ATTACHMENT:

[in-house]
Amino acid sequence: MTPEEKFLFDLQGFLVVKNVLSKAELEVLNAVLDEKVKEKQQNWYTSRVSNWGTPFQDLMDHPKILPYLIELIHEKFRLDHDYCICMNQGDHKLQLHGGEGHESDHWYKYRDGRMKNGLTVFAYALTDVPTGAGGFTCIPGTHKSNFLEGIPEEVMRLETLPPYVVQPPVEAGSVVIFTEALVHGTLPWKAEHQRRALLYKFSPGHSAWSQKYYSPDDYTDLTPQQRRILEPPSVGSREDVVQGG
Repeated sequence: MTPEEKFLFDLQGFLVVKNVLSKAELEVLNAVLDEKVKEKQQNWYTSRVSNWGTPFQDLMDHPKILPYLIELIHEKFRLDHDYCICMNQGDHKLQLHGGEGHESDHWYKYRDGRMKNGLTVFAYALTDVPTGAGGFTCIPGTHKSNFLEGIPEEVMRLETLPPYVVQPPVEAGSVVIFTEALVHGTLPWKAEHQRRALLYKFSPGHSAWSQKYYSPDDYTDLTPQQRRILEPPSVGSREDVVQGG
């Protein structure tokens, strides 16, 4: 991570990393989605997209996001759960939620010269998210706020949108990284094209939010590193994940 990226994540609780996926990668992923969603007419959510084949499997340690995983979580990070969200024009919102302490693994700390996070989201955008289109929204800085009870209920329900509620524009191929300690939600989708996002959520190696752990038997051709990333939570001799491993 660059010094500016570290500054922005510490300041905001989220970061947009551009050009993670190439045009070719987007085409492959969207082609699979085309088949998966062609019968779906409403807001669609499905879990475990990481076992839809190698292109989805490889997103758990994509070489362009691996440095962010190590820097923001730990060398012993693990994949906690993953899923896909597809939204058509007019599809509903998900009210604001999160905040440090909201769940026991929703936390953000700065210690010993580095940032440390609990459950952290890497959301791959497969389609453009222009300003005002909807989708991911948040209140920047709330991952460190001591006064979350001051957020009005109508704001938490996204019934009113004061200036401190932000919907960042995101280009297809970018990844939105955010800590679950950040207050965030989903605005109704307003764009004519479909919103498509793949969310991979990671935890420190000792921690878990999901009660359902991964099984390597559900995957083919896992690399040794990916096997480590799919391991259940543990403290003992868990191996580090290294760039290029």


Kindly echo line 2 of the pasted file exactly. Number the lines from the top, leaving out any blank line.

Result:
Amino acid sequence: MTPEEKFLFDLQGFLVVKNVLSKAELEVLNAVLDEKVKEKQQNWYTSRVSNWGTPFQDLMDHPKILPYLIELIHEKFRLDHDYCICMNQGDHKLQLHGGEGHESDHWYKYRDGRMKNGLTVFAYALTDVPTGAGGFTCIPGTHKSNFLEGIPEEVMRLETLPPYVVQPPVEAGSVVIFTEALVHGTLPWKAEHQRRALLYKFSPGHSAWSQKYYSPDDYTDLTPQQRRILEPPSVGSREDVVQGG